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Ragtime | Study Guide

E. L. Doctorow

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Ragtime | Context


E.L Doctorow and Ragtime Music

Ragtime, a music phenomenon best characterized by its syncopated rhythm, rose in popularity in the 1890s when the first formal composition was published. Ten years later, the music publishing industry was "flooded" with ragtime compositions as the fad spread rapidly across the United States and Europe. The ragtime genre was born in black culture and eventually made its way onto radio stations where white musicians quickly appropriated and incorporated it into minstrel and vaudeville shows. Ragtime differed from other musical genres because it was played primarily on the piano for an audience; it wasn't meant to be danced to. Although the genre is difficult to define because scholars often differ on its characteristics, the public would generally classify any upbeat, syncopated rhythm as ragtime.

This syncopated rhythm became a perfect metaphor for the fluid, repetitive history Doctorow has created in Ragtime. On the piano, ragtime music is characterized by one hand playing a repetitive base rhythm while the other hand plays creative runs and phrases. Like ragtime music, Ragtime has a strong repetitive base of true historical events and characters, such as the explorer Peary and his quest to locate the North Pole, famed anarchist Emma Goldman's political speeches, and millionaire Harry K. Thaw's trial for murdering his wife's lover, Stanford White. Yet like a ragtime musician, Doctorow "riffs" on these historical events by blending fact and fiction. It's unlikely that Thaw's model wife Evelyn Nesbitt ever met Goldman, for instance, yet in the novel they are close friends. Similarly, billionaire financier J.P. Morgan probably never met the inventor of the Model T, Henry Ford, yet in the novel they consider traveling to Egypt together.

Connecting Past and Present

Doctorow wove history together like a patchwork quilt, giving seemingly random historical events deeper meaning when compared alongside other, non-related events. Discussion of Ford's assembly line, for example, takes on new meaning when viewed through the lens of immigrant men like Tateh, whose lives were the "interchangeable" parts Ford profited from. Thaw's murder trial takes on new meaning when discussed alongside Houdini's varied escape attempts and obsession with legacy.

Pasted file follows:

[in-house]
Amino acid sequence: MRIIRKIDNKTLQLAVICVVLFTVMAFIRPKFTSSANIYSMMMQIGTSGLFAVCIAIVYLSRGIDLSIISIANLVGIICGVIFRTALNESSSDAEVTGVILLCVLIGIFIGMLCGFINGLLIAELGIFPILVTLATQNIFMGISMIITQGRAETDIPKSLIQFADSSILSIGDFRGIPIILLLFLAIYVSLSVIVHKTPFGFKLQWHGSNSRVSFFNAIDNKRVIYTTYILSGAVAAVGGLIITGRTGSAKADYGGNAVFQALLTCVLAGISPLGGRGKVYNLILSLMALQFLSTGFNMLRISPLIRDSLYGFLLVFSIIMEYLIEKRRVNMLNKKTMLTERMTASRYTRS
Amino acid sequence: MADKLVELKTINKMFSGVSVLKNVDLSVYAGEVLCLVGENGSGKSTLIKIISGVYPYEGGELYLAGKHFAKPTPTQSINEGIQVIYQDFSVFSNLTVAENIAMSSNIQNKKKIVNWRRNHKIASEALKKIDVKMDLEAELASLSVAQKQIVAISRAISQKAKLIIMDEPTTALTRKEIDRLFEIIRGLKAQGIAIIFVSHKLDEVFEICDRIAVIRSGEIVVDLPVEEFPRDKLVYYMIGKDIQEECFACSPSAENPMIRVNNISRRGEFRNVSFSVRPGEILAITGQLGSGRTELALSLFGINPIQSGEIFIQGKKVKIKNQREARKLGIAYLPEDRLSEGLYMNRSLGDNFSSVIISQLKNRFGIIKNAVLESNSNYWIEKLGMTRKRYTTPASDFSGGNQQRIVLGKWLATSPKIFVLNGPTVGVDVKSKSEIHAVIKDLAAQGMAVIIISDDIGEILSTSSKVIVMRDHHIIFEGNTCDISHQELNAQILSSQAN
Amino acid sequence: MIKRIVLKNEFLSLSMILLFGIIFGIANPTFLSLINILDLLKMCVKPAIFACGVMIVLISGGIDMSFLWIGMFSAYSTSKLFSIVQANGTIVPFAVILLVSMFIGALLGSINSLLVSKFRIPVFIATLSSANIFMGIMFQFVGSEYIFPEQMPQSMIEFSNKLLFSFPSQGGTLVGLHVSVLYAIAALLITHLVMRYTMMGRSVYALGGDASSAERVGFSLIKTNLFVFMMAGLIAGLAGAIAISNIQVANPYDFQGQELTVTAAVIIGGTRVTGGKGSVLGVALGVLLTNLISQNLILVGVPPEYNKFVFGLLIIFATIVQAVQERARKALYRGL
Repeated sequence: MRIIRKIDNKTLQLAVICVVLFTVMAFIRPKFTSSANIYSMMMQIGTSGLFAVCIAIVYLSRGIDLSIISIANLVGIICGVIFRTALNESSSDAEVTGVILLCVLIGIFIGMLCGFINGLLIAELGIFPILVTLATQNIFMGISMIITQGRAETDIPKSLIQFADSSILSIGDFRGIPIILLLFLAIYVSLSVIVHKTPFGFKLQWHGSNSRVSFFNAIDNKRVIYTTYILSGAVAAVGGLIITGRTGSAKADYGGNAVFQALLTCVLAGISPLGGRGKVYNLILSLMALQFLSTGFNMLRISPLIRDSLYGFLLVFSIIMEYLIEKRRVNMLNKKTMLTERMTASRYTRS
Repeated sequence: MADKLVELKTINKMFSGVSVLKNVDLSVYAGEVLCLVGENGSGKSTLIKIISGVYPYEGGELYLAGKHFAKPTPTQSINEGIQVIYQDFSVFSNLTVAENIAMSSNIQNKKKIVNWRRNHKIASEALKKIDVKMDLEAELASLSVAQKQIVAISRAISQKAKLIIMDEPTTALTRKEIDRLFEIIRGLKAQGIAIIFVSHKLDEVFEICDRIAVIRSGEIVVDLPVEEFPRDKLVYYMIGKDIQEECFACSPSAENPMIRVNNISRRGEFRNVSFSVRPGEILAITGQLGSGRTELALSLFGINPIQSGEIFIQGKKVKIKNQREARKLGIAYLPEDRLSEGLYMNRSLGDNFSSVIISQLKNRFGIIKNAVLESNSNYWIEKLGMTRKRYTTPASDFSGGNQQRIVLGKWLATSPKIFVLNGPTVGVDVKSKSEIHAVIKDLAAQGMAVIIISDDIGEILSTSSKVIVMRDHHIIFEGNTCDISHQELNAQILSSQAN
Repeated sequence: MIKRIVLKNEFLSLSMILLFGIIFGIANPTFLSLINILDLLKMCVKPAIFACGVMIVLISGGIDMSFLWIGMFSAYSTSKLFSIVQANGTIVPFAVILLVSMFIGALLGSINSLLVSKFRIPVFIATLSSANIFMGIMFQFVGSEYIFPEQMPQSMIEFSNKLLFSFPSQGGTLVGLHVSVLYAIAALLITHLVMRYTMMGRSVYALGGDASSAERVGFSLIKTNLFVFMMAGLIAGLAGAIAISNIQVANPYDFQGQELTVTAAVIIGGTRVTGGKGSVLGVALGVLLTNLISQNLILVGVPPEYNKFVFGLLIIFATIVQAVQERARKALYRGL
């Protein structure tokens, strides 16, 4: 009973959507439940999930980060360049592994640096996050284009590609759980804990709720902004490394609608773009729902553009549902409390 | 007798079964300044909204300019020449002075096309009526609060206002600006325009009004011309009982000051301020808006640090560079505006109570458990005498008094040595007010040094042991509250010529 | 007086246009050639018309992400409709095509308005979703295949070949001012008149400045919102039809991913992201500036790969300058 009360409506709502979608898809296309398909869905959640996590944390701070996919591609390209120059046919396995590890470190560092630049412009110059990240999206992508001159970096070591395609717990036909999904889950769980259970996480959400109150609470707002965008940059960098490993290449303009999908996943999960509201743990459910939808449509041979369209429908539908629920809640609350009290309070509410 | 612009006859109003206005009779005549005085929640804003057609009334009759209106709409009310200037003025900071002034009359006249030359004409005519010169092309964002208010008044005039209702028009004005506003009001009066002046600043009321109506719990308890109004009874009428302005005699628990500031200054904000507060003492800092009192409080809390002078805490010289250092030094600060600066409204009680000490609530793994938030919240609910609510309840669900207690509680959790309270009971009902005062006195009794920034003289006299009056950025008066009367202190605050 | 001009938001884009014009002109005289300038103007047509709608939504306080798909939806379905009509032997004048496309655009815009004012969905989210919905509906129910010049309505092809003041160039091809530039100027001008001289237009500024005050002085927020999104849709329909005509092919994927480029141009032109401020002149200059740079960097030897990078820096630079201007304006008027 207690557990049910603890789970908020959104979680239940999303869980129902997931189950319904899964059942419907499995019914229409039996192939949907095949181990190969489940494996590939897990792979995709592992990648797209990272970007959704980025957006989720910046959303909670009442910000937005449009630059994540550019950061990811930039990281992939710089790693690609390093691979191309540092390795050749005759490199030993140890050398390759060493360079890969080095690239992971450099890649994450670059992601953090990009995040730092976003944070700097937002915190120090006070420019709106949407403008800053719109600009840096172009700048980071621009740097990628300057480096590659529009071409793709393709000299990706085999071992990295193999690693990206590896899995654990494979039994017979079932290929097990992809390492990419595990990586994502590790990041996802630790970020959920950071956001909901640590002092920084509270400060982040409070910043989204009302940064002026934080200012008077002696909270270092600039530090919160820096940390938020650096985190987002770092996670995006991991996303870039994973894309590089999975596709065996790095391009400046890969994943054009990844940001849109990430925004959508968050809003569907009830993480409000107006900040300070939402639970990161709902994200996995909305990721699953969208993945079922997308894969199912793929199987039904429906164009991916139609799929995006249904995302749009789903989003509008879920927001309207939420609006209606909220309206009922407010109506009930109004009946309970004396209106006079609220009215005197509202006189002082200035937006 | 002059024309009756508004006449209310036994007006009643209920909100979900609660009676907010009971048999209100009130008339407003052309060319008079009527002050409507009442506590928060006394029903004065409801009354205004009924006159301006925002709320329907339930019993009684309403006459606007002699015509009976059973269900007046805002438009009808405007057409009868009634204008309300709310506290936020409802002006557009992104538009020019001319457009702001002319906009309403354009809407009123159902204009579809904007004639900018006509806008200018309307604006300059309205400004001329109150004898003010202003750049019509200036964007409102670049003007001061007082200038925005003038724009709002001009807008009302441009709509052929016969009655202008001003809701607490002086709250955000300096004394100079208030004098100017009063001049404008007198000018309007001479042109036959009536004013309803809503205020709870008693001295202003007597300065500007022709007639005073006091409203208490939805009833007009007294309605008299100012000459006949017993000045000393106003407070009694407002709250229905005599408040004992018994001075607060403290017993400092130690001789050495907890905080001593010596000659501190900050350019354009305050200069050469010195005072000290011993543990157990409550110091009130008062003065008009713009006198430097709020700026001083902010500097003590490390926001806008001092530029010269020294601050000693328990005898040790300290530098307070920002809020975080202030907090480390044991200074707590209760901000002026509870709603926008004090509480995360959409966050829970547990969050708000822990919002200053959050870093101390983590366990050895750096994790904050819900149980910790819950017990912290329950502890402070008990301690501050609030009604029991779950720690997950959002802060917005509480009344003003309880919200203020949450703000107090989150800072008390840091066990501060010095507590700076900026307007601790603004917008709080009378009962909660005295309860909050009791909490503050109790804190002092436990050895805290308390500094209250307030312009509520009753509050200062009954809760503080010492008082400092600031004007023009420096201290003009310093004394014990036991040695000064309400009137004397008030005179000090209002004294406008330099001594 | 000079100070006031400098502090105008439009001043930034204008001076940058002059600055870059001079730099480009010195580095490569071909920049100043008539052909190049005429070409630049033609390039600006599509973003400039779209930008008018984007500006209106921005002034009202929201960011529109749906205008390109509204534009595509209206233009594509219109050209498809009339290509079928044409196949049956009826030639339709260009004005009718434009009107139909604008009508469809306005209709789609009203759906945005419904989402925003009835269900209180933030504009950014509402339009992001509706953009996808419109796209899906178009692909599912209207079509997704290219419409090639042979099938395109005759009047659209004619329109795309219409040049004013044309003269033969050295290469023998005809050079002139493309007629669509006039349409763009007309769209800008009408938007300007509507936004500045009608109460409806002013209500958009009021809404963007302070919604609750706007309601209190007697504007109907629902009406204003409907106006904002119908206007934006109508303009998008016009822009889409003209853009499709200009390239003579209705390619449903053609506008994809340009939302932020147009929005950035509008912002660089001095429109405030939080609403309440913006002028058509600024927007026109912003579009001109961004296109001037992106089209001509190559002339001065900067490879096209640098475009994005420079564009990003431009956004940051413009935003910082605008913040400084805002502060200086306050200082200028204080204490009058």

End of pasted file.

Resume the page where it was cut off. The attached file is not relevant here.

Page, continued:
Not only did Ragtime create new viewpoints for discussing American history, it also created dialogue about current events. In 1975 when Ragtime was published in book form, America was just coming out of the Vietnam War. Political unrest was rife; younger citizens in particular feared the government had abused its power to promote its own interests under the guise of a democratic war. America was also still experiencing the reforms resulting from the Civil Rights Movement, which fought against the same racism and segregation characters such as Coalhouse Walker experienced in the novel. Ragtime was published in the midst of America's "nostalgia movement," in which people disheartened by the Vietnam War and other political scandals popularized entertainment that looked back to simpler times: the musical Grease had opened in 1971, for example, and the television show Happy Days first aired in 1974. Ragtime upends the nostalgia movement by creating a peaceful, segregated community at the opening of the novel, before dismantling and reconstructing it in the American melting pot celebrated at the novel's close.

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